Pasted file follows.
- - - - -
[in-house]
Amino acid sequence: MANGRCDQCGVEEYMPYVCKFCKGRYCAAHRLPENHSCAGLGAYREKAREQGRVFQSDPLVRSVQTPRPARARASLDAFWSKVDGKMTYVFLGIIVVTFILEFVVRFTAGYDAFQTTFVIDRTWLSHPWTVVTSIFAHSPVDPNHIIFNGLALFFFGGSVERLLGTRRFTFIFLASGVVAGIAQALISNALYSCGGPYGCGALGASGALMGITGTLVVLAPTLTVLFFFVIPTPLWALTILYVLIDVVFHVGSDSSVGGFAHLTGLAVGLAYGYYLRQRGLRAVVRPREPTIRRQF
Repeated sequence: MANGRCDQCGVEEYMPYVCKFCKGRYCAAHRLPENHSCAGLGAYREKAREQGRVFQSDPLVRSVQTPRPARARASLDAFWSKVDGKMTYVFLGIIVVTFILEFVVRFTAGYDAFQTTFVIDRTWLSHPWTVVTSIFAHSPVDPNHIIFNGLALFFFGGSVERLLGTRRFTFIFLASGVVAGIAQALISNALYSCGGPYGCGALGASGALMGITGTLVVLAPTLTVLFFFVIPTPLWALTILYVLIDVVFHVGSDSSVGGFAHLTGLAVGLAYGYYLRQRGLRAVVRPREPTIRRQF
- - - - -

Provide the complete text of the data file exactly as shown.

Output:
[in-house]
Amino acid sequence: MANGRCDQCGVEEYMPYVCKFCKGRYCAAHRLPENHSCAGLGAYREKAREQGRVFQSDPLVRSVQTPRPARARASLDAFWSKVDGKMTYVFLGIIVVTFILEFVVRFTAGYDAFQTTFVIDRTWLSHPWTVVTSIFAHSPVDPNHIIFNGLALFFFGGSVERLLGTRRFTFIFLASGVVAGIAQALISNALYSCGGPYGCGALGASGALMGITGTLVVLAPTLTVLFFFVIPTPLWALTILYVLIDVVFHVGSDSSVGGFAHLTGLAVGLAYGYYLRQRGLRAVVRPREPTIRRQF
Repeated sequence: MANGRCDQCGVEEYMPYVCKFCKGRYCAAHRLPENHSCAGLGAYREKAREQGRVFQSDPLVRSVQTPRPARARASLDAFWSKVDGKMTYVFLGIIVVTFILEFVVRFTAGYDAFQTTFVIDRTWLSHPWTVVTSIFAHSPVDPNHIIFNGLALFFFGGSVERLLGTRRFTFIFLASGVVAGIAQALISNALYSCGGPYGCGALGASGALMGITGTLVVLAPTLTVLFFFVIPTPLWALTILYVLIDVVFHVGSDSSVGGFAHLTGLAVGLAYGYYLRQRGLRAVVRPREPTIRRQF